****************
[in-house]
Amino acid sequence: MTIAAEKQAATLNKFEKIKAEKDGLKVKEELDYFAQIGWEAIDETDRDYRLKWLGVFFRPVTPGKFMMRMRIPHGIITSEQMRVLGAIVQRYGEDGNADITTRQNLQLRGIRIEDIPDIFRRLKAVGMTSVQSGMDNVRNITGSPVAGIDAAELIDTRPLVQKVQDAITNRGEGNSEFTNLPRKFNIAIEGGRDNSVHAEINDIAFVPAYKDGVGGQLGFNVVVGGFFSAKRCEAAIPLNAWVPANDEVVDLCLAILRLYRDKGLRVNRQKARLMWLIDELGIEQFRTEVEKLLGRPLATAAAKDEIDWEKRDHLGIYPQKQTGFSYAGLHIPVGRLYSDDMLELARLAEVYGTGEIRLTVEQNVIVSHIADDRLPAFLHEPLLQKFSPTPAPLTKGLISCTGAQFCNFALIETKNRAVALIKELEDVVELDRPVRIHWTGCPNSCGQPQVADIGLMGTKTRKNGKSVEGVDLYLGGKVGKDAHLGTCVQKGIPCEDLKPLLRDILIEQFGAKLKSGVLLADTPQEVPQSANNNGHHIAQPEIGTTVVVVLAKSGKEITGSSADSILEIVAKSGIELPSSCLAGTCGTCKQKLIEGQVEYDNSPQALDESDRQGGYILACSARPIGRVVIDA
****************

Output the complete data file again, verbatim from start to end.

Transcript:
[in-house]
Amino acid sequence: MTIAAEKQAATLNKFEKIKAEKDGLKVKEELDYFAQIGWEAIDETDRDYRLKWLGVFFRPVTPGKFMMRMRIPHGIITSEQMRVLGAIVQRYGEDGNADITTRQNLQLRGIRIEDIPDIFRRLKAVGMTSVQSGMDNVRNITGSPVAGIDAAELIDTRPLVQKVQDAITNRGEGNSEFTNLPRKFNIAIEGGRDNSVHAEINDIAFVPAYKDGVGGQLGFNVVVGGFFSAKRCEAAIPLNAWVPANDEVVDLCLAILRLYRDKGLRVNRQKARLMWLIDELGIEQFRTEVEKLLGRPLATAAAKDEIDWEKRDHLGIYPQKQTGFSYAGLHIPVGRLYSDDMLELARLAEVYGTGEIRLTVEQNVIVSHIADDRLPAFLHEPLLQKFSPTPAPLTKGLISCTGAQFCNFALIETKNRAVALIKELEDVVELDRPVRIHWTGCPNSCGQPQVADIGLMGTKTRKNGKSVEGVDLYLGGKVGKDAHLGTCVQKGIPCEDLKPLLRDILIEQFGAKLKSGVLLADTPQEVPQSANNNGHHIAQPEIGTTVVVVLAKSGKEITGSSADSILEIVAKSGIELPSSCLAGTCGTCKQKLIEGQVEYDNSPQALDESDRQGGYILACSARPIGRVVIDA